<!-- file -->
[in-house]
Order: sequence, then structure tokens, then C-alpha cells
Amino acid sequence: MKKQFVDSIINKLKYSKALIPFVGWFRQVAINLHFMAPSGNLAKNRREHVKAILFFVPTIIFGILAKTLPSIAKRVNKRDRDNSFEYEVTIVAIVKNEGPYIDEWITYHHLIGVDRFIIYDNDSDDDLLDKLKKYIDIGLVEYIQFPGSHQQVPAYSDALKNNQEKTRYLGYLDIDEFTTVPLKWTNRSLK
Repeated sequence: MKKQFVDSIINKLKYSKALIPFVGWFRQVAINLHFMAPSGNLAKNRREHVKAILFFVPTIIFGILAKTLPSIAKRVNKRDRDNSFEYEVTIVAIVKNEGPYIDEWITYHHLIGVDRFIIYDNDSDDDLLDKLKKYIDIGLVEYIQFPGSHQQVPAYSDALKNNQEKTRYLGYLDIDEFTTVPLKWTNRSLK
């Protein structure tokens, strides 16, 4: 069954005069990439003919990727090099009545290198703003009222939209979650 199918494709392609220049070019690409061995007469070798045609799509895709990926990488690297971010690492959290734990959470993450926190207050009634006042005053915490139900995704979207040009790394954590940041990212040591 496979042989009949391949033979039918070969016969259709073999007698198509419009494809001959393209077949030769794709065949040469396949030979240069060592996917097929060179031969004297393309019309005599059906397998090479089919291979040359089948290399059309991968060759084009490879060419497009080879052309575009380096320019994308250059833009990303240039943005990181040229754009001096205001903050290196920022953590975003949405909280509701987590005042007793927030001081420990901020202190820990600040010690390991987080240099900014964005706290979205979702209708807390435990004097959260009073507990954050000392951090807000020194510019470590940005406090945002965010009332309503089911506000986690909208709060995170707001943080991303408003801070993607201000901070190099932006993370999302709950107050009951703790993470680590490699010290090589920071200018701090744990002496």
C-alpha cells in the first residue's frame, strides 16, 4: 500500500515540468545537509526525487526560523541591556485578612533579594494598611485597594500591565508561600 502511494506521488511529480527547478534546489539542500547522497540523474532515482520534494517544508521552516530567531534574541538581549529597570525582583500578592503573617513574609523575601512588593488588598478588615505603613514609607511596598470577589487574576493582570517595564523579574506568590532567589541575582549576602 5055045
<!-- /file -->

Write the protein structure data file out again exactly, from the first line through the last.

[in-house]
Order: sequence, then structure tokens, then C-alpha cells
Amino acid sequence: MKKQFVDSIINKLKYSKALIPFVGWFRQVAINLHFMAPSGNLAKNRREHVKAILFFVPTIIFGILAKTLPSIAKRVNKRDRDNSFEYEVTIVAIVKNEGPYIDEWITYHHLIGVDRFIIYDNDSDDDLLDKLKKYIDIGLVEYIQFPGSHQQVPAYSDALKNNQEKTRYLGYLDIDEFTTVPLKWTNRSLK
Repeated sequence: MKKQFVDSIINKLKYSKALIPFVGWFRQVAINLHFMAPSGNLAKNRREHVKAILFFVPTIIFGILAKTLPSIAKRVNKRDRDNSFEYEVTIVAIVKNEGPYIDEWITYHHLIGVDRFIIYDNDSDDDLLDKLKKYIDIGLVEYIQFPGSHQQVPAYSDALKNNQEKTRYLGYLDIDEFTTVPLKWTNRSLK
């Protein structure tokens, strides 16, 4: 069954005069990439003919990727090099009545290198703003009222939209979650 199918494709392609220049070019690409061995007469070798045609799509895709990926990488690297971010690492959290734990959470993450926190207050009634006042005053915490139900995704979207040009790394954590940041990212040591 496979042989009949391949033979039918070969016969259709073999007698198509419009494809001959393209077949030769794709065949040469396949030979240069060592996917097929060179031969004297393309019309005599059906397998090479089919291979040359089948290399059309991968060759084009490879060419497009080879052309575009380096320019994308250059833009990303240039943005990181040229754009001096205001903050290196920022953590975003949405909280509701987590005042007793927030001081420990901020202190820990600040010690390991987080240099900014964005706290979205979702209708807390435990004097959260009073507990954050000392951090807000020194510019470590940005406090945002965010009332309503089911506000986690909208709060995170707001943080991303408003801070993607201000901070190099932006993370999302709950107050009951703790993470680590490699010290090589920071200018701090744990002496």
C-alpha cells in the first residue's frame, strides 16, 4: 500500500515540468545537509526525487526560523541591556485578612533579594494598611485597594500591565508561600 502511494506521488511529480527547478534546489539542500547522497540523474532515482520534494517544508521552516530567531534574541538581549529597570525582583500578592503573617513574609523575601512588593488588598478588615505603613514609607511596598470577589487574576493582570517595564523579574506568590532567589541575582549576602 5055045